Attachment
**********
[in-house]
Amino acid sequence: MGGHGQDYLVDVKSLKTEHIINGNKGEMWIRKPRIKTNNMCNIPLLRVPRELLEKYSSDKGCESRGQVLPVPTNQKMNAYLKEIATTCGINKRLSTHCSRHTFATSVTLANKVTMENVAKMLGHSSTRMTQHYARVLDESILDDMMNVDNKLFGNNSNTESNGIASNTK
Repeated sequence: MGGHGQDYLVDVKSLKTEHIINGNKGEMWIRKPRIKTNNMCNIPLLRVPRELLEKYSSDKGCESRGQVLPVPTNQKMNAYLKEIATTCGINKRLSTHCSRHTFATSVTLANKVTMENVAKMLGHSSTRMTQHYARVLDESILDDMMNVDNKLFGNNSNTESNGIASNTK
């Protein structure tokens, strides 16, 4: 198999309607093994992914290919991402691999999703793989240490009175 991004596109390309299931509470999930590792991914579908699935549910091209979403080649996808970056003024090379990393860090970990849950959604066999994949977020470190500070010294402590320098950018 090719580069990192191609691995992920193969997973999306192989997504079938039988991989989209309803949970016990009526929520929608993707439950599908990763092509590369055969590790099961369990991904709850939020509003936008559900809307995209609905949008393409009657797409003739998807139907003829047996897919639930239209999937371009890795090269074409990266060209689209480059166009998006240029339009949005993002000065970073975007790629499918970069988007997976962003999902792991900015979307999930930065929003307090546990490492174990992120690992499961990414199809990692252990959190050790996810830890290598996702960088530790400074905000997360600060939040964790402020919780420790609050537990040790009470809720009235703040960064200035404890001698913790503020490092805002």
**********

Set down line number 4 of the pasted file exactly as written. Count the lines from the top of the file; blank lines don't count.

């Protein structure tokens, strides 16, 4: 198999309607093994992914290919991402691999999703793989240490009175 991004596109390309299931509470999930590792991914579908699935549910091209979403080649996808970056003024090379990393860090970990849950959604066999994949977020470190500070010294402590320098950018 090719580069990192191609691995992920193969997973999306192989997504079938039988991989989209309803949970016990009526929520929608993707439950599908990763092509590369055969590790099961369990991904709850939020509003936008559900809307995209609905949008393409009657797409003739998807139907003829047996897919639930239209999937371009890795090269074409990266060209689209480059166009998006240029339009949005993002000065970073975007790629499918970069988007997976962003999902792991900015979307999930930065929003307090546990490492174990992120690992499961990414199809990692252990959190050790996810830890290598996702960088530790400074905000997360600060939040964790402020919780420790609050537990040790009470809720009235703040960064200035404890001698913790503020490092805002």